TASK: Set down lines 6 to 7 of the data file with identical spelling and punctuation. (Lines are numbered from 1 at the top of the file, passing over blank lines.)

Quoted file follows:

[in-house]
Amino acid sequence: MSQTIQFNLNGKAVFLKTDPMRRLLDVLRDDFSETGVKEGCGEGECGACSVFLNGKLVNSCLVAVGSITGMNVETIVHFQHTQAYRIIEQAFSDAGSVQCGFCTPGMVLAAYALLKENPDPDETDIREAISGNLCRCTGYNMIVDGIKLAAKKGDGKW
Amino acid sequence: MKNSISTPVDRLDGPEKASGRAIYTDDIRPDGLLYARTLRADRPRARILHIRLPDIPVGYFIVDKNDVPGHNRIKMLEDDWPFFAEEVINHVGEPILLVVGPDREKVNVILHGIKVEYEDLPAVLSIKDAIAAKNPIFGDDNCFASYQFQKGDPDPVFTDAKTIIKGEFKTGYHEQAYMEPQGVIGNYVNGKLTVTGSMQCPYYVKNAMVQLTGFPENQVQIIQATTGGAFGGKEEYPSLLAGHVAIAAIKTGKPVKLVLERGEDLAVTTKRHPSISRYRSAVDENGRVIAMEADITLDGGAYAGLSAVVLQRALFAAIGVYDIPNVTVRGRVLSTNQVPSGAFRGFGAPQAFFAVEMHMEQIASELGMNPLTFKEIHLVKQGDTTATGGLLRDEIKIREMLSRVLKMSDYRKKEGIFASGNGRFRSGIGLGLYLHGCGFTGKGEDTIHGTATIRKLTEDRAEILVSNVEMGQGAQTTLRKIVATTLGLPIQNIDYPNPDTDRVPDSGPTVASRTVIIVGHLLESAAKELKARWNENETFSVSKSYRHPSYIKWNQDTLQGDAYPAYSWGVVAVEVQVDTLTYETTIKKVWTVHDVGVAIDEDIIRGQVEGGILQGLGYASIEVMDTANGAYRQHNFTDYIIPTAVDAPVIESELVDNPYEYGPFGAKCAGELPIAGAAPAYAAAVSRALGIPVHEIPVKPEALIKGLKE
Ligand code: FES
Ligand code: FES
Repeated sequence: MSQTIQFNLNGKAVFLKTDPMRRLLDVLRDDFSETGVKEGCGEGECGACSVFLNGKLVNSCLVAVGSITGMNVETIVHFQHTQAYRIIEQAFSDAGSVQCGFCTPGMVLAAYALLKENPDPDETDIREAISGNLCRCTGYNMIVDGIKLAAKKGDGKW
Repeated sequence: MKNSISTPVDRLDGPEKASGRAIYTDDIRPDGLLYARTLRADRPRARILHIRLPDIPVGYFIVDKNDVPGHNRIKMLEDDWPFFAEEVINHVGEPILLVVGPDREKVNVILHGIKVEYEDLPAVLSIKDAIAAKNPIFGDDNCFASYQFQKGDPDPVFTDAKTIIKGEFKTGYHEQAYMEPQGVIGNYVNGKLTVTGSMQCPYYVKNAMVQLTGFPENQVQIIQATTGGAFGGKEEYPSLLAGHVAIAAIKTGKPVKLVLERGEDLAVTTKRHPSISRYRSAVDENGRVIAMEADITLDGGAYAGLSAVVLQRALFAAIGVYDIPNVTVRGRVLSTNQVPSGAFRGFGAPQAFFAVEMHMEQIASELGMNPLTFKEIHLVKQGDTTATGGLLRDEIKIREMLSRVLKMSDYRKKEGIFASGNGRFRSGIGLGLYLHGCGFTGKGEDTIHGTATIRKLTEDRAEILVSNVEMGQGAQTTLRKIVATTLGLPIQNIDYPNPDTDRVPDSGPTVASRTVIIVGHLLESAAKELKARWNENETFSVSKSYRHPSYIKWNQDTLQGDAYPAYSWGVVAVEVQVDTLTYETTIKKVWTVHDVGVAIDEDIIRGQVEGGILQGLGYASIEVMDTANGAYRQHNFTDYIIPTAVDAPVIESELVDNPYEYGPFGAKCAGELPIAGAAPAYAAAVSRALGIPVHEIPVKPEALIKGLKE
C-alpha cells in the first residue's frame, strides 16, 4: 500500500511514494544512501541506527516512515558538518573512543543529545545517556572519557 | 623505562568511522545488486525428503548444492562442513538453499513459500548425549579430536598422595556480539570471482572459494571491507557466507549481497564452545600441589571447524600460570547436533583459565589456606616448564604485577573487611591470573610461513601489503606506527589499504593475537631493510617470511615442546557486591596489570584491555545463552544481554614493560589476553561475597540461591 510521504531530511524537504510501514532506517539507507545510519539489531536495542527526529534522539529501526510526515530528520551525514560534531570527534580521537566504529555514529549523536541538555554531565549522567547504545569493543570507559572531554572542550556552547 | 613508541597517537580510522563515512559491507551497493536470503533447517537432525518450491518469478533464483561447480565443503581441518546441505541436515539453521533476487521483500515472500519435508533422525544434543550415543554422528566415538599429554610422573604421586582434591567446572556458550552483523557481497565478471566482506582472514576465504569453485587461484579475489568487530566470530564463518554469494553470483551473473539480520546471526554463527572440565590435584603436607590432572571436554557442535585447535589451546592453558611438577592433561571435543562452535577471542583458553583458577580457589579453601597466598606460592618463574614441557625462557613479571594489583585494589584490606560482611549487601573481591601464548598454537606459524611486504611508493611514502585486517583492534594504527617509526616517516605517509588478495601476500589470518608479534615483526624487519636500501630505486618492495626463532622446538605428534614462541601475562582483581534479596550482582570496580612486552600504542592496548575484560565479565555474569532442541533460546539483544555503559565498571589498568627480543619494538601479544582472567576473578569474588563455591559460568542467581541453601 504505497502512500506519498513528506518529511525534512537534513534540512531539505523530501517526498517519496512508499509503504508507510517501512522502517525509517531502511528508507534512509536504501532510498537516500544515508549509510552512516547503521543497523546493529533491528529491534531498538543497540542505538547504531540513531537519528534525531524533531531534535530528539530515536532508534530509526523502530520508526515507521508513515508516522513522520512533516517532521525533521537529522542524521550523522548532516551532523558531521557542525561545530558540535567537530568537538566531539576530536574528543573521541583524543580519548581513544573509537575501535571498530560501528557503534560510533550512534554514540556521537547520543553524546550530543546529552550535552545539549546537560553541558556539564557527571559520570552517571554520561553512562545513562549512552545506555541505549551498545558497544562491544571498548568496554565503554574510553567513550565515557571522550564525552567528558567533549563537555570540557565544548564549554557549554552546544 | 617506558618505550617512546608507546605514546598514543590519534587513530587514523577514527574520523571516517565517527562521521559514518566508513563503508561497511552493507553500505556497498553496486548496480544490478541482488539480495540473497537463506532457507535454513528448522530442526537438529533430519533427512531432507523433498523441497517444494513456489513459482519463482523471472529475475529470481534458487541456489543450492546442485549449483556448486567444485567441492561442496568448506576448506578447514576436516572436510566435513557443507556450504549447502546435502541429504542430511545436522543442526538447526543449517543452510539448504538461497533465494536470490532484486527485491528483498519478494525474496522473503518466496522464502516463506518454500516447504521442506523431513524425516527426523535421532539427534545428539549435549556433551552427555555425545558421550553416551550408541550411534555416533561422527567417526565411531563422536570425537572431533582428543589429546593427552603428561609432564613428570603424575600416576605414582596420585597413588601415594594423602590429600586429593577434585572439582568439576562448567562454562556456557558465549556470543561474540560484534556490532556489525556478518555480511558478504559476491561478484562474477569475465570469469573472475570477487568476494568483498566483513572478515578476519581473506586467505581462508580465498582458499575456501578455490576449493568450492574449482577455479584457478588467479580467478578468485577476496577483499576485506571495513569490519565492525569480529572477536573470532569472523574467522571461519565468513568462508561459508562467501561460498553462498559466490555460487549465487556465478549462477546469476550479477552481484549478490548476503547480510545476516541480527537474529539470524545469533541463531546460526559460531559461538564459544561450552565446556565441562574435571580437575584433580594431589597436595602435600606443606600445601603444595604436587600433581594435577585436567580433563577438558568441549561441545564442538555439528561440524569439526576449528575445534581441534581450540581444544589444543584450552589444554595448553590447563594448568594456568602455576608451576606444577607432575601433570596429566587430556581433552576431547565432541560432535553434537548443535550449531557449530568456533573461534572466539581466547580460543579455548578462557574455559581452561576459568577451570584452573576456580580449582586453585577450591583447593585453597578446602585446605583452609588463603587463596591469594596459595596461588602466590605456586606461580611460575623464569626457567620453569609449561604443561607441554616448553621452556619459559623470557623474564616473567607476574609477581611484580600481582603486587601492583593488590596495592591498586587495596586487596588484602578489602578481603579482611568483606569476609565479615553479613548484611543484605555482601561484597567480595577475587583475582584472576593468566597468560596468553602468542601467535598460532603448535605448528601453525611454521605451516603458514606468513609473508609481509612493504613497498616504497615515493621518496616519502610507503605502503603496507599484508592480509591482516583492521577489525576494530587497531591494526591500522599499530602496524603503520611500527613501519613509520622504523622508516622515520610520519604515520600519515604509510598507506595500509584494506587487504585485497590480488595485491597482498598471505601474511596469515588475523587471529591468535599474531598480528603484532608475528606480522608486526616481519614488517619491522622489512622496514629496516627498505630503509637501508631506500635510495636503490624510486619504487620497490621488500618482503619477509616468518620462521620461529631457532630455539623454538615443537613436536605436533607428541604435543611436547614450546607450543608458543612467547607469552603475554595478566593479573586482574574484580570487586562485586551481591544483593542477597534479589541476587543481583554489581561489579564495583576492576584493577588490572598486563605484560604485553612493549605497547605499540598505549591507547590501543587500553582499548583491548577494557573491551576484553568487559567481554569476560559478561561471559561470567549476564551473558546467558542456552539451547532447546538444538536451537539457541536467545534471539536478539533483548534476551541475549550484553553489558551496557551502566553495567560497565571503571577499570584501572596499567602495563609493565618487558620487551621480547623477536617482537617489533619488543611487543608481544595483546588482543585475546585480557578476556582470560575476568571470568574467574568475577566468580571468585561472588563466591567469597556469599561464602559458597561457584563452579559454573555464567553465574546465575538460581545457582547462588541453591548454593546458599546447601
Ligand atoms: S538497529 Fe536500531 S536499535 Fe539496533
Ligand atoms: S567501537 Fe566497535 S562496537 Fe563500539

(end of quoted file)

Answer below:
Repeated sequence: MSQTIQFNLNGKAVFLKTDPMRRLLDVLRDDFSETGVKEGCGEGECGACSVFLNGKLVNSCLVAVGSITGMNVETIVHFQHTQAYRIIEQAFSDAGSVQCGFCTPGMVLAAYALLKENPDPDETDIREAISGNLCRCTGYNMIVDGIKLAAKKGDGKW
Repeated sequence: MKNSISTPVDRLDGPEKASGRAIYTDDIRPDGLLYARTLRADRPRARILHIRLPDIPVGYFIVDKNDVPGHNRIKMLEDDWPFFAEEVINHVGEPILLVVGPDREKVNVILHGIKVEYEDLPAVLSIKDAIAAKNPIFGDDNCFASYQFQKGDPDPVFTDAKTIIKGEFKTGYHEQAYMEPQGVIGNYVNGKLTVTGSMQCPYYVKNAMVQLTGFPENQVQIIQATTGGAFGGKEEYPSLLAGHVAIAAIKTGKPVKLVLERGEDLAVTTKRHPSISRYRSAVDENGRVIAMEADITLDGGAYAGLSAVVLQRALFAAIGVYDIPNVTVRGRVLSTNQVPSGAFRGFGAPQAFFAVEMHMEQIASELGMNPLTFKEIHLVKQGDTTATGGLLRDEIKIREMLSRVLKMSDYRKKEGIFASGNGRFRSGIGLGLYLHGCGFTGKGEDTIHGTATIRKLTEDRAEILVSNVEMGQGAQTTLRKIVATTLGLPIQNIDYPNPDTDRVPDSGPTVASRTVIIVGHLLESAAKELKARWNENETFSVSKSYRHPSYIKWNQDTLQGDAYPAYSWGVVAVEVQVDTLTYETTIKKVWTVHDVGVAIDEDIIRGQVEGGILQGLGYASIEVMDTANGAYRQHNFTDYIIPTAVDAPVIESELVDNPYEYGPFGAKCAGELPIAGAAPAYAAAVSRALGIPVHEIPVKPEALIKGLKE